You've seen them at every intersection. They litter the bikeways and rule the velodrome. That's right... The ubiquitous Kawamura Diver with its Positron Front Free Uniglide drivetrain. Often imitated but never duplicated, the Kawamura Diver drivetrain is a thing of mythic power that any discerning cyclist can have not just between her legs, but lap after lap, right there...bobbing at her feet.
In 1986, following the dismantling of Ronald Reagan's pet "8L0-3M-VP" terrestrial weaponry program, decades of top-secret Pentagon R&D were purchased with junk-bonds issued by the Lincoln Savings Bank. The Pentagon's benefactor was none other than Yoshi Katakana, the infamous one-legged cyclops salary man at Kawamura Bicycles. An ounce of Bolivian cocaine, 2 pink highlighters, a yellow crayon and 70 hours of speed reading saw Katakana through the voluminous tome that a briefcase of junk-bonds handpicked by Michael Milken had afforded him.
What precipitated out from Katakana's efforts in textual voracity was what would come to be known as the "Positron Front Free Uniglide" drivetrain. Realizing that the cycling market had failed to effectively tap the power of positrons as antimatter, Katakana made a bold and visionary series of scientific assumptions that would ultimately see Kawamura on to internationally iconic status. Katakana, realizing that positrons are antimatter, assumed that if he could create a cheap and plastic enough rotating chainring cover, upon reaching a certain speed, the cover would begin to produce positrons. Obviously cognizant of the fact that the electrons in the atoms of air molecules entering his high-tech "FF Turbo Fin" wouldn't be able to "front" upon colliding with the positrons, Katakana understood that the positrons would call the electrons on their shit and then annihilate them. E=mC^2 told Katakana that the combined mass of the positrons and electrons would have to be converted into energy. He then calculated that the resulting gamma ray photons would propel a Kawamura bike utilizing such technology at such super-human speeds that any rider would be forced to wear full-body aerodynamic protection. In lab studies, the most effective rider clothing was determined to be a classical deep-sea diving suit and helmet. Katakana dubbed the prototype cycle the "Diver" and the development name stuck through to production. During a late night marketing meeting sometime in 1987, the topic of decals for the Diver arose. Immediately, Katakana insisted that the drivetrain be labeled as "Positron Front Free." At the urging of company mechanic, Takuji Watanabe, the Diver's "Uniglide" quality was appended to the decal design. Watanabe and Katakana both agreed that consumers must be made aware that the gamma ray photons produced by the positronic and electronic collisions would propel the Diver in only one direction.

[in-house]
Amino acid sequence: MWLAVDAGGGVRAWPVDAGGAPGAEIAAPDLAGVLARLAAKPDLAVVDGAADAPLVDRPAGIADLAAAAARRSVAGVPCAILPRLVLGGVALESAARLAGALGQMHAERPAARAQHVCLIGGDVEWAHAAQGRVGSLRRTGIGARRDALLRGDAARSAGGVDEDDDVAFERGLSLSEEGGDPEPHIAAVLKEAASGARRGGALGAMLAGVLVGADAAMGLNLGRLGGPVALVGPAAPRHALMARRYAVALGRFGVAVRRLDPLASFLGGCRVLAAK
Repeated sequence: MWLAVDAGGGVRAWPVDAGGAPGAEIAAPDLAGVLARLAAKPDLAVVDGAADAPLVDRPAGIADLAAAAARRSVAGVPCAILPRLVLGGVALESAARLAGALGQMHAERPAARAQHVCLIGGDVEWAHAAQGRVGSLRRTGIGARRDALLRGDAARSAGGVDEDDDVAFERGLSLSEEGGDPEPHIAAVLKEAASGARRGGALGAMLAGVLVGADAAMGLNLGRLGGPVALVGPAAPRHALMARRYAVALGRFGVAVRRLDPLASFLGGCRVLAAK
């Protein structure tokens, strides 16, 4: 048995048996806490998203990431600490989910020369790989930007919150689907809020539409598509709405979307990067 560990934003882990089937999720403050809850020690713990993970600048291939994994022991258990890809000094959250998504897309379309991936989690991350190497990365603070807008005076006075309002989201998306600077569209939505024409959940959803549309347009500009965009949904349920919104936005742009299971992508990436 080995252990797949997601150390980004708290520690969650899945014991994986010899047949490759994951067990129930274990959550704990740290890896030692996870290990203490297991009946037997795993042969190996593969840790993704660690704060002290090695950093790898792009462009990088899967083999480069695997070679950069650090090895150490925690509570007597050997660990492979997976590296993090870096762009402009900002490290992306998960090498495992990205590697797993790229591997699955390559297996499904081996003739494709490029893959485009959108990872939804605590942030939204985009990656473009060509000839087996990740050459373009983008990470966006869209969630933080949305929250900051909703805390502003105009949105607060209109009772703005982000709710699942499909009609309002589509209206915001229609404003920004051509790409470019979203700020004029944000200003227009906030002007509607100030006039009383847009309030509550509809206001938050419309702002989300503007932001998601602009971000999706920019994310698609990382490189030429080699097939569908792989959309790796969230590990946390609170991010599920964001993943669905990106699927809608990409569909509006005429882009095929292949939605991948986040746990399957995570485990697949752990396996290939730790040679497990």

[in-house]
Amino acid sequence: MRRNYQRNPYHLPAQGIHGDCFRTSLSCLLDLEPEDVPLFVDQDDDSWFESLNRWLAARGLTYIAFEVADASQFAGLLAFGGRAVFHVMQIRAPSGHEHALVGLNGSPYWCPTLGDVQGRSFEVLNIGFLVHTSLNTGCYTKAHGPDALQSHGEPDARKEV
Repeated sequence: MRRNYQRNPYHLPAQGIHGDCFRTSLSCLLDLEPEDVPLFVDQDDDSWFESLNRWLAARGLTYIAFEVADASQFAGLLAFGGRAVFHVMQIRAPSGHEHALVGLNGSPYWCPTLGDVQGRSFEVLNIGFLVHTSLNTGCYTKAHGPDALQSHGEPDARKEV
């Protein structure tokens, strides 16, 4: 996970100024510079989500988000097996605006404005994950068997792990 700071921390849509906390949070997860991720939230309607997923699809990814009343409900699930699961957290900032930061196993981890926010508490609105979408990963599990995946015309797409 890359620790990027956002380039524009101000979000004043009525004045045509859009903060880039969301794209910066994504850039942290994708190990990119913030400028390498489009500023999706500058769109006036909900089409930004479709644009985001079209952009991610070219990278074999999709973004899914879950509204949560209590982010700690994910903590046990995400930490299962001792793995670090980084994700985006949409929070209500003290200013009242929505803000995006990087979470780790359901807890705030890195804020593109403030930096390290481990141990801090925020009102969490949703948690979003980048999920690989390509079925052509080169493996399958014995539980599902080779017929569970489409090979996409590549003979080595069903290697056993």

|"The Earth? Oh, the Earth will be gone in just a few seconds."|
|--Marvin the Martian|
I have a related document, a Database of Plutonium-Cast bottom brackets available on this site.
|Articles by Sheldon Brown and others|